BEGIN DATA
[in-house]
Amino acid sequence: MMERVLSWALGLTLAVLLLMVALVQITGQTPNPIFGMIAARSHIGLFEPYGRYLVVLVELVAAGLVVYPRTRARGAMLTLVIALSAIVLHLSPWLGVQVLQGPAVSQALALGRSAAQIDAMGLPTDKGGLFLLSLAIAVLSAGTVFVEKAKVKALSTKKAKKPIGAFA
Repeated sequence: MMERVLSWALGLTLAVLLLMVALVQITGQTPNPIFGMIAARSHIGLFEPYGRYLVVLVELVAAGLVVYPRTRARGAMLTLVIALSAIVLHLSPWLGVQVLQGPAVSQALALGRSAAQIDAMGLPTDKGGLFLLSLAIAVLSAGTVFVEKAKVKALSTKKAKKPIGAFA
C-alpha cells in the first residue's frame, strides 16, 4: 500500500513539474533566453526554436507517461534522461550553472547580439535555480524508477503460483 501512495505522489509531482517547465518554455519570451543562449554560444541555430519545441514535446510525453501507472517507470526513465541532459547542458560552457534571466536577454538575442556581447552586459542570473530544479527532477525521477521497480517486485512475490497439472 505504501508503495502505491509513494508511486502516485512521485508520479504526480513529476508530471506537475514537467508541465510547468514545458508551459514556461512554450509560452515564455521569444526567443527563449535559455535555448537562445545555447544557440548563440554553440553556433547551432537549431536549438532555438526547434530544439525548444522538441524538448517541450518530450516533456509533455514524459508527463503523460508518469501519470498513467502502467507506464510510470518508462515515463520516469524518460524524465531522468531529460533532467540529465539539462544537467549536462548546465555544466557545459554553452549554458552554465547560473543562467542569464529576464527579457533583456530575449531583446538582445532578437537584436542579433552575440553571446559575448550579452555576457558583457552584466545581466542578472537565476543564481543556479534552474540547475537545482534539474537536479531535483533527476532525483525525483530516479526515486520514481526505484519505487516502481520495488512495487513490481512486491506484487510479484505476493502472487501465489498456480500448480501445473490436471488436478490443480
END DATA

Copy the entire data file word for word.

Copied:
[in-house]
Amino acid sequence: MMERVLSWALGLTLAVLLLMVALVQITGQTPNPIFGMIAARSHIGLFEPYGRYLVVLVELVAAGLVVYPRTRARGAMLTLVIALSAIVLHLSPWLGVQVLQGPAVSQALALGRSAAQIDAMGLPTDKGGLFLLSLAIAVLSAGTVFVEKAKVKALSTKKAKKPIGAFA
Repeated sequence: MMERVLSWALGLTLAVLLLMVALVQITGQTPNPIFGMIAARSHIGLFEPYGRYLVVLVELVAAGLVVYPRTRARGAMLTLVIALSAIVLHLSPWLGVQVLQGPAVSQALALGRSAAQIDAMGLPTDKGGLFLLSLAIAVLSAGTVFVEKAKVKALSTKKAKKPIGAFA
C-alpha cells in the first residue's frame, strides 16, 4: 500500500513539474533566453526554436507517461534522461550553472547580439535555480524508477503460483 501512495505522489509531482517547465518554455519570451543562449554560444541555430519545441514535446510525453501507472517507470526513465541532459547542458560552457534571466536577454538575442556581447552586459542570473530544479527532477525521477521497480517486485512475490497439472 505504501508503495502505491509513494508511486502516485512521485508520479504526480513529476508530471506537475514537467508541465510547468514545458508551459514556461512554450509560452515564455521569444526567443527563449535559455535555448537562445545555447544557440548563440554553440553556433547551432537549431536549438532555438526547434530544439525548444522538441524538448517541450518530450516533456509533455514524459508527463503523460508518469501519470498513467502502467507506464510510470518508462515515463520516469524518460524524465531522468531529460533532467540529465539539462544537467549536462548546465555544466557545459554553452549554458552554465547560473543562467542569464529576464527579457533583456530575449531583446538582445532578437537584436542579433552575440553571446559575448550579452555576457558583457552584466545581466542578472537565476543564481543556479534552474540547475537545482534539474537536479531535483533527476532525483525525483530516479526515486520514481526505484519505487516502481520495488512495487513490481512486491506484487510479484505476493502472487501465489498456480500448480501445473490436471488436478490443480